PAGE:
166-69 detestable . . . . veriable . . . . lamentable. LP (1.387) transcribes the rhyming words as “detestabile,” “veriabile” and “lamentabile.” A tilde or otiose stroke does appear over the latter two words, but since it does not appear over all three (or necessarily suggest the need to supply an i) I do not here supply an additional i in any of the three words.
167 thi vertu. F: mak is deleted before vertu.
171 Quhat proffyt is it. So F. B: Quhat fo profit is.
172 nocht for to wyt. So F. B: not to wyte.
173 throu soverayn ordinance. So F. B: throu thar soverane ordinance.
174 bowté. So F. B: beuty.
176 al men gret cair and displesance. F: al men gret cair displesance. B. almen cair and displesance.
178 garris hir have sa. So F. B: gerris hir sa.
184 as seyn. So F. B: hes seyn.
186 maritage. So F. B: mariage.
187 nocht of parage. F: nocht parage. “of” has been inserted here to regularize meter and aid sense.
188 with all gud devys. So F. B: with al gudnes.
189 knalage. So F. B: knawlage.
192 Wenand that man is mair of micht than He. F: a word is interlined between of and than but it is now illegible. B: Weynand that man is mair of than He. Possibilities for the missing word might include “worth,” “heicht,” “micht,” or “richt.” I here suggest “micht.”
193 commandment. F and B both read commandmentis, but I have emended to the singular form to maintain the stanza’s rhyme scheme.
202 quhare now thou makis care. F: quhare now makis care; B: quhair now thou makis car.
211 feris no mare to pleid. F: feris no mare to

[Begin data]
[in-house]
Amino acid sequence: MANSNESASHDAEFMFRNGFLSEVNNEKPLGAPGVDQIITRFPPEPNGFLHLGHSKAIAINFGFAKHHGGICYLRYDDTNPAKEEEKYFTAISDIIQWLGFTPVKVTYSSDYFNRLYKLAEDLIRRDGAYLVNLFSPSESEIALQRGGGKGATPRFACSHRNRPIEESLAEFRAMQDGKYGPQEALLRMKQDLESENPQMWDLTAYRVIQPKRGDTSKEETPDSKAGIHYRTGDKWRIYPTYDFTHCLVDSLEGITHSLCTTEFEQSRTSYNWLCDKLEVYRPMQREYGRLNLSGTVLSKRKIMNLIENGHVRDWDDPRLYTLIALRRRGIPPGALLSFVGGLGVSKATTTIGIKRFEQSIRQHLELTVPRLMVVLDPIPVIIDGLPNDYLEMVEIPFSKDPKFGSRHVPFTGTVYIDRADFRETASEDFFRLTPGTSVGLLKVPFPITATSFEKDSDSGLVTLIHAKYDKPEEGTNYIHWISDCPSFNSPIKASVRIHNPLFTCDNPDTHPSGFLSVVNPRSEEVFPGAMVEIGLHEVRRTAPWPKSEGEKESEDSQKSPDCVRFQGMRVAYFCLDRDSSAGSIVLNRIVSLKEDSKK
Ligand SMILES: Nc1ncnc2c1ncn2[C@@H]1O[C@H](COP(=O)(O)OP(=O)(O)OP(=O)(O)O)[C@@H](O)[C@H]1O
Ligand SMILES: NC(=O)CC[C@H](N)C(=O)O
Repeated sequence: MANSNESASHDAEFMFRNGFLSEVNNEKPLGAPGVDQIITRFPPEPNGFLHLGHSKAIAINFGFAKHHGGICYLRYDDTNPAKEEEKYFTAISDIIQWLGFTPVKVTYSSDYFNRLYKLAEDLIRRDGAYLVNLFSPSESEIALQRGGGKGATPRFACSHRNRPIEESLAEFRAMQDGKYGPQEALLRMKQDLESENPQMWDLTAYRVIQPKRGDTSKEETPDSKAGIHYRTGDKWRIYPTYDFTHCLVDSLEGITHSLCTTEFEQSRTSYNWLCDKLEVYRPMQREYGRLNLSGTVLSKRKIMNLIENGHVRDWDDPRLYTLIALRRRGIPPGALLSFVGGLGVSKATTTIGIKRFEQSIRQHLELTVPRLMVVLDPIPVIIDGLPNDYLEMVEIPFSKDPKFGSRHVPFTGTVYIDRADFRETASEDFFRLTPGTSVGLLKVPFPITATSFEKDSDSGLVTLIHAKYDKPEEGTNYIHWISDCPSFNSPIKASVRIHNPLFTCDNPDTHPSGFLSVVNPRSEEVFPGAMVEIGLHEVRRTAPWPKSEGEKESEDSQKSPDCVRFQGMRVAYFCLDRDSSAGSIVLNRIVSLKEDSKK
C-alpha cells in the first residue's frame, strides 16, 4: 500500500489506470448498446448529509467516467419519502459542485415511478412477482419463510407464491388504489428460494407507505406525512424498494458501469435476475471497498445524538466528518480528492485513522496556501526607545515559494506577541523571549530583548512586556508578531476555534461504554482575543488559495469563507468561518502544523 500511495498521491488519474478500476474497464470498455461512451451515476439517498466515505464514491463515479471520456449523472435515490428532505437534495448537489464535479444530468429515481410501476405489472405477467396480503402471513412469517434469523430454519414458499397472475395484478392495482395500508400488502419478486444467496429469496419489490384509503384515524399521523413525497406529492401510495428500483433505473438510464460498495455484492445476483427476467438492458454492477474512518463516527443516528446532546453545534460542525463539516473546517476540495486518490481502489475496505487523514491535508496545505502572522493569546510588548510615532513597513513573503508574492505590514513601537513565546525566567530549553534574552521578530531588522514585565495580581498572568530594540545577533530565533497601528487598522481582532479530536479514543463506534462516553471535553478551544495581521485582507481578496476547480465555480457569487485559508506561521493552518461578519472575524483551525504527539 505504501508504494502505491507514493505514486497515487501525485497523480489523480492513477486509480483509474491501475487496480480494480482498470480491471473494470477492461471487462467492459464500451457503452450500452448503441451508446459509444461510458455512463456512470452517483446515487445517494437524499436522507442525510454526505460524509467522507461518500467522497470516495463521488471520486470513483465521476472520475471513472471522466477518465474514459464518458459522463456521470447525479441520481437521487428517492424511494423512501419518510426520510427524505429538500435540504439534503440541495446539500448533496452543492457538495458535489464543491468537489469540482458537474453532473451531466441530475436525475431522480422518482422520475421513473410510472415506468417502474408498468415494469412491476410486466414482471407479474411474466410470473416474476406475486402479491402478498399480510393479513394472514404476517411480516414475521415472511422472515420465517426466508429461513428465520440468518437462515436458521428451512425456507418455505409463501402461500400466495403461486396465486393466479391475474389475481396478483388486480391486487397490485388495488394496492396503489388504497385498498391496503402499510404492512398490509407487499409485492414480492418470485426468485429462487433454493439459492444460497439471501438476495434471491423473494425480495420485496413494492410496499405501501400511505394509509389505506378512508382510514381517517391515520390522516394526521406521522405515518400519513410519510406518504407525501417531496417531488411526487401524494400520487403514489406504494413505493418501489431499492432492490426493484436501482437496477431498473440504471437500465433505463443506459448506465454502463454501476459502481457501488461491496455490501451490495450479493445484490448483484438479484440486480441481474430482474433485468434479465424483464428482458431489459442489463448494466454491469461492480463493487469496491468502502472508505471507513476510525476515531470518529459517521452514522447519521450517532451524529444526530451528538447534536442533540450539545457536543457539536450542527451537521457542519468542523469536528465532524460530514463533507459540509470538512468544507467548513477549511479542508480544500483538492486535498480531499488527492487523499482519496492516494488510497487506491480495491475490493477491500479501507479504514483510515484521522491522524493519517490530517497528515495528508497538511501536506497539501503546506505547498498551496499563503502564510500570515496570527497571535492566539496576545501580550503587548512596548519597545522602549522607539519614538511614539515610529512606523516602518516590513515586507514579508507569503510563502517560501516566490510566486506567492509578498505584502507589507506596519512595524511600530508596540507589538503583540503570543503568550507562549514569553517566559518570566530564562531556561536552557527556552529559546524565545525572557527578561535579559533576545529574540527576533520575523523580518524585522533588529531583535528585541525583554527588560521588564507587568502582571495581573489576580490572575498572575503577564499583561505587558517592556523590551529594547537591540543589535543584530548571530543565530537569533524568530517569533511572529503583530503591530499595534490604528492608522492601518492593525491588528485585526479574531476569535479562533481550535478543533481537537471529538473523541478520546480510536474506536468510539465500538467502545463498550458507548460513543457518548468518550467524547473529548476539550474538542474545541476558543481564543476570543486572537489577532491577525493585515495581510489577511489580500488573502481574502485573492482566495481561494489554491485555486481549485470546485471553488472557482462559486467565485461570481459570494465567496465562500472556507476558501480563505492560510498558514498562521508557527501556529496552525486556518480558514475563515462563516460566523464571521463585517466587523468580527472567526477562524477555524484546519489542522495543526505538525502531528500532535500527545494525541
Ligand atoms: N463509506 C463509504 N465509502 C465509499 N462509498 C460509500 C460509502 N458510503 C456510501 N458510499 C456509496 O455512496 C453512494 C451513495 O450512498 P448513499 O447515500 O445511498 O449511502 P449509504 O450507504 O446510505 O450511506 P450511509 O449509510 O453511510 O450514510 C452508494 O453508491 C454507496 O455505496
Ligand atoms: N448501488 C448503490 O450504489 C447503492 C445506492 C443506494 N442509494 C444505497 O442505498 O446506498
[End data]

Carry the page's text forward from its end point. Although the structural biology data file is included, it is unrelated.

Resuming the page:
212 God sparyt. It took the scribe of F two attempts to write sparyt; the first erroneous version is crossed out.
218 mony thousand. So B. F: mony a thousand. I follow B’s reading to prevent the line becoming excessively hypermetric.
224 X M. So F and B. The reading X M is shared by both manuscripts. It most likely represents a ten and a thousand (M), as in the hymn Ten Thousand times Ten Thousand, where it is an abbreviated means of enumerating the saints. Compare Apocalypse 5:11 (“thousands of thousands”) and Daniel 7:10 (“ten thousand times a hundred thousand”). The comparison to one hour of a significant internal of time is unique to the Scots translation and so cannot be compared to the original French. A gloss of 10,000 is suggested to best represent the interval of time intended. However, the form of Roman numeral given in both manuscripts is not quite correct — the X should have a bar or tilde over it.
yeiris that wasse. So F. B: yeir that was.
225 Quhen it is gane. So F. B: Quhen that is gane.
227 have mynd on hir. So F. B: have mynde of hir.
228 thiselfe. F: thi selfe. B: thi self.
230 Amen. So F. Only F concludes with this word.
of Resoune als mekill, this ma suffyce for the complant is bot fenyeit thing. Bot becaus the tother part,
quhilk is the ansuere of Resoun, is verray suth-fastnes, me think it gud to put mare of it quhilk folowis thus efterwarte.10